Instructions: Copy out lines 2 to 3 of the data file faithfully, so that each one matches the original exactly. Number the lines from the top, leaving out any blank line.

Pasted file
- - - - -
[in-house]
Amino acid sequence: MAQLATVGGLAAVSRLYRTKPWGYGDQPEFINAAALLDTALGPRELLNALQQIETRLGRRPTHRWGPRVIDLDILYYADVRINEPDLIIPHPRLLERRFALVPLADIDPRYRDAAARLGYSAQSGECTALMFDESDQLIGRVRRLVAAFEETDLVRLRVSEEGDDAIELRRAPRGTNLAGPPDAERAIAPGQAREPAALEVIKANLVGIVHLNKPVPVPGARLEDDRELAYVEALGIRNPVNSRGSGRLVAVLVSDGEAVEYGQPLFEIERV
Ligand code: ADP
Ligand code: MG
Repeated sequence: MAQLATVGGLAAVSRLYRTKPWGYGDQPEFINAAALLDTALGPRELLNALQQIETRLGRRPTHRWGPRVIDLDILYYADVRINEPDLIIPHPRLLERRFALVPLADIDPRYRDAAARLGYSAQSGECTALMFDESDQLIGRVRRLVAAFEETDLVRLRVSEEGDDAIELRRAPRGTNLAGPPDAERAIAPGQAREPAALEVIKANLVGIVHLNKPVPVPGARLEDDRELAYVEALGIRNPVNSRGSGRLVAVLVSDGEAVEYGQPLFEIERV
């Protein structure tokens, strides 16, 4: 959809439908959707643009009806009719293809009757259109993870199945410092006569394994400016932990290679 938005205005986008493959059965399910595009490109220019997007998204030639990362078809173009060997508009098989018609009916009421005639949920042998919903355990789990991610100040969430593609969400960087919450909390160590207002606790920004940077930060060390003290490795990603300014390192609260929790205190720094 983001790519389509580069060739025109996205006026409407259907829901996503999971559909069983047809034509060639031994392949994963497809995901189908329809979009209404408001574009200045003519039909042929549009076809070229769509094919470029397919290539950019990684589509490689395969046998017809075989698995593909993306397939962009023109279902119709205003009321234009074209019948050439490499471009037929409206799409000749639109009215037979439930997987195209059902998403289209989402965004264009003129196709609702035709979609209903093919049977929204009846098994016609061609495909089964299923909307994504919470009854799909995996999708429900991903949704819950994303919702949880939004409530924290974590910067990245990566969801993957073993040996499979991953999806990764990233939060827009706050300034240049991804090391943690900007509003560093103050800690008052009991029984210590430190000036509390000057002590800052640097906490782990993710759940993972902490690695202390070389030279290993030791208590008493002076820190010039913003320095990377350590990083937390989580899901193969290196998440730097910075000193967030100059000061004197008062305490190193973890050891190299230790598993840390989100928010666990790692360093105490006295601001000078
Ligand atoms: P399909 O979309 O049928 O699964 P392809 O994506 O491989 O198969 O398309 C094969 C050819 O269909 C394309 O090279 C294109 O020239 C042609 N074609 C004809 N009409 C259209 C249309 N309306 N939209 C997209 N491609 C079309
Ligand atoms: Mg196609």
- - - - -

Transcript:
Amino acid sequence: MAQLATVGGLAAVSRLYRTKPWGYGDQPEFINAAALLDTALGPRELLNALQQIETRLGRRPTHRWGPRVIDLDILYYADVRINEPDLIIPHPRLLERRFALVPLADIDPRYRDAAARLGYSAQSGECTALMFDESDQLIGRVRRLVAAFEETDLVRLRVSEEGDDAIELRRAPRGTNLAGPPDAERAIAPGQAREPAALEVIKANLVGIVHLNKPVPVPGARLEDDRELAYVEALGIRNPVNSRGSGRLVAVLVSDGEAVEYGQPLFEIERV
Ligand code: ADP